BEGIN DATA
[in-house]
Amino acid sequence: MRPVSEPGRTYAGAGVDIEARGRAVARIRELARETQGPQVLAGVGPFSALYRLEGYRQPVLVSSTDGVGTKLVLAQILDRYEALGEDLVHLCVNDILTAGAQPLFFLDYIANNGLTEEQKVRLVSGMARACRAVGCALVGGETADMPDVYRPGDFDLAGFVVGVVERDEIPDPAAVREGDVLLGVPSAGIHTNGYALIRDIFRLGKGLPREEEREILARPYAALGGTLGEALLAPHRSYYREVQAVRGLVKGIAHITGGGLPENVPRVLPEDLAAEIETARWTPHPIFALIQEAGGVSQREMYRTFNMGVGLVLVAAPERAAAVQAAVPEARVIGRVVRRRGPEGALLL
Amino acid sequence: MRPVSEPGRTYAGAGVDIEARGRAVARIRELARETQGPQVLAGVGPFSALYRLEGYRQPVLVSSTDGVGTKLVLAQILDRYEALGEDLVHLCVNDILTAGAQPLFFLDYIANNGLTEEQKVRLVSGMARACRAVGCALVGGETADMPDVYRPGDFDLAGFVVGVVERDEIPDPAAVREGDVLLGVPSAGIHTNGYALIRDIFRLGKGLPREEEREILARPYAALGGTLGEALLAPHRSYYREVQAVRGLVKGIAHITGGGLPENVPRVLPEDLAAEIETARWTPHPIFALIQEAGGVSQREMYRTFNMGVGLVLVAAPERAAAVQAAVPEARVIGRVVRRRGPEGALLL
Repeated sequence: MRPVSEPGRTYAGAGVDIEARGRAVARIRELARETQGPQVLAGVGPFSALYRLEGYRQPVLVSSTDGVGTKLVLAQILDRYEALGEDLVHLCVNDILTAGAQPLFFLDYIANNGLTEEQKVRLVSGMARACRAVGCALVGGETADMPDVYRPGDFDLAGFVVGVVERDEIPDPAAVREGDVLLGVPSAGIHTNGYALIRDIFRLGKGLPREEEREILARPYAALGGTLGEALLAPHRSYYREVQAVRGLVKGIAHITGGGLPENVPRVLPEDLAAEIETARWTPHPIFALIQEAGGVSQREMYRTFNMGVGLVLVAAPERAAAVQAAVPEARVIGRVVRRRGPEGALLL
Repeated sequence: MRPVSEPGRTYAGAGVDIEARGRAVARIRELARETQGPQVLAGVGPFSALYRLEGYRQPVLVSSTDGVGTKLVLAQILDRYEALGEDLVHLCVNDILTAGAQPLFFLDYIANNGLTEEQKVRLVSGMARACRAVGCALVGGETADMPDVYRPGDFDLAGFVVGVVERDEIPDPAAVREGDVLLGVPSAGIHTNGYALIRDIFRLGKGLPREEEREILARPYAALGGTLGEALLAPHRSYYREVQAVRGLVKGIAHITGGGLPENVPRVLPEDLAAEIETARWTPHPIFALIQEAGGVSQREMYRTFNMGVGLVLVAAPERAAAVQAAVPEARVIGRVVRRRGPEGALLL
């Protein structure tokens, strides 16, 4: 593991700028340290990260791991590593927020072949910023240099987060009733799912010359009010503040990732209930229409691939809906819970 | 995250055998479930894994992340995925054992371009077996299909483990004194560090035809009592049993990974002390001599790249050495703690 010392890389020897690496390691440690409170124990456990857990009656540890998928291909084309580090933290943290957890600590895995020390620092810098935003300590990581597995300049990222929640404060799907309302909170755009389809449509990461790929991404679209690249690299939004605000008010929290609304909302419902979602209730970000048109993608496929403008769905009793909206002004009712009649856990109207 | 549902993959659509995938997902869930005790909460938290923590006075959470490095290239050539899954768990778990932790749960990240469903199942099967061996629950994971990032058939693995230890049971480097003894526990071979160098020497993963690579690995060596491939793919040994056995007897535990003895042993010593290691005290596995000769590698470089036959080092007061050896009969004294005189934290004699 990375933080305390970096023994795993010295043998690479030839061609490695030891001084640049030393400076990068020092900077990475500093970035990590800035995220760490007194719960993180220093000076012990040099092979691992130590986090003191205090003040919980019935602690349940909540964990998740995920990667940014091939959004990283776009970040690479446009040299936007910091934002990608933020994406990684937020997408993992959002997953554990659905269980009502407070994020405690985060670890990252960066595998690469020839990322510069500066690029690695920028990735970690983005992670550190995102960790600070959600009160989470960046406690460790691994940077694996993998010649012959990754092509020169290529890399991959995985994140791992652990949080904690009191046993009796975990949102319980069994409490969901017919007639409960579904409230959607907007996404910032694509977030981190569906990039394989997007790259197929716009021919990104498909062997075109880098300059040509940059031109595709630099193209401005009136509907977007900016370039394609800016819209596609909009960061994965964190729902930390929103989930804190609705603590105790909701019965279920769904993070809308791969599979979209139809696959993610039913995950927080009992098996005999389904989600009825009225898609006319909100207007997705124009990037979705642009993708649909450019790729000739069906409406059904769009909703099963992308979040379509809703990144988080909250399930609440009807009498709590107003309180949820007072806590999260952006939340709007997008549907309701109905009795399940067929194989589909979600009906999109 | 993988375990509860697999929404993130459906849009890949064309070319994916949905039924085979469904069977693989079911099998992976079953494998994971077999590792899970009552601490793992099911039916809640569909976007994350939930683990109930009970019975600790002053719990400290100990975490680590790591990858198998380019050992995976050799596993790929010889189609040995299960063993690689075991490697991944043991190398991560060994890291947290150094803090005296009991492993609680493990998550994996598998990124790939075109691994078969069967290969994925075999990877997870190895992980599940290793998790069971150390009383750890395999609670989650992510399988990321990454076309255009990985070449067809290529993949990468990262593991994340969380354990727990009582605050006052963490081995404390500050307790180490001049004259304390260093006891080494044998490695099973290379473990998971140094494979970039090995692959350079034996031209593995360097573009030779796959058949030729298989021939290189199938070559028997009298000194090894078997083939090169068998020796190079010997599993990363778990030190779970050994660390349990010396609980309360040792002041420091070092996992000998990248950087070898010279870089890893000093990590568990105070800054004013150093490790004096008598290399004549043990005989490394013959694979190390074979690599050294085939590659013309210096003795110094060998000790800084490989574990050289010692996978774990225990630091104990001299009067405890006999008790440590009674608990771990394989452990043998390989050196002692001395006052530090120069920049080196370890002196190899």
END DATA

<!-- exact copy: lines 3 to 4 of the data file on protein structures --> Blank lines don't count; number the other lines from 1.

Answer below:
Amino acid sequence: MRPVSEPGRTYAGAGVDIEARGRAVARIRELARETQGPQVLAGVGPFSALYRLEGYRQPVLVSSTDGVGTKLVLAQILDRYEALGEDLVHLCVNDILTAGAQPLFFLDYIANNGLTEEQKVRLVSGMARACRAVGCALVGGETADMPDVYRPGDFDLAGFVVGVVERDEIPDPAAVREGDVLLGVPSAGIHTNGYALIRDIFRLGKGLPREEEREILARPYAALGGTLGEALLAPHRSYYREVQAVRGLVKGIAHITGGGLPENVPRVLPEDLAAEIETARWTPHPIFALIQEAGGVSQREMYRTFNMGVGLVLVAAPERAAAVQAAVPEARVIGRVVRRRGPEGALLL
Repeated sequence: MRPVSEPGRTYAGAGVDIEARGRAVARIRELARETQGPQVLAGVGPFSALYRLEGYRQPVLVSSTDGVGTKLVLAQILDRYEALGEDLVHLCVNDILTAGAQPLFFLDYIANNGLTEEQKVRLVSGMARACRAVGCALVGGETADMPDVYRPGDFDLAGFVVGVVERDEIPDPAAVREGDVLLGVPSAGIHTNGYALIRDIFRLGKGLPREEEREILARPYAALGGTLGEALLAPHRSYYREVQAVRGLVKGIAHITGGGLPENVPRVLPEDLAAEIETARWTPHPIFALIQEAGGVSQREMYRTFNMGVGLVLVAAPERAAAVQAAVPEARVIGRVVRRRGPEGALLL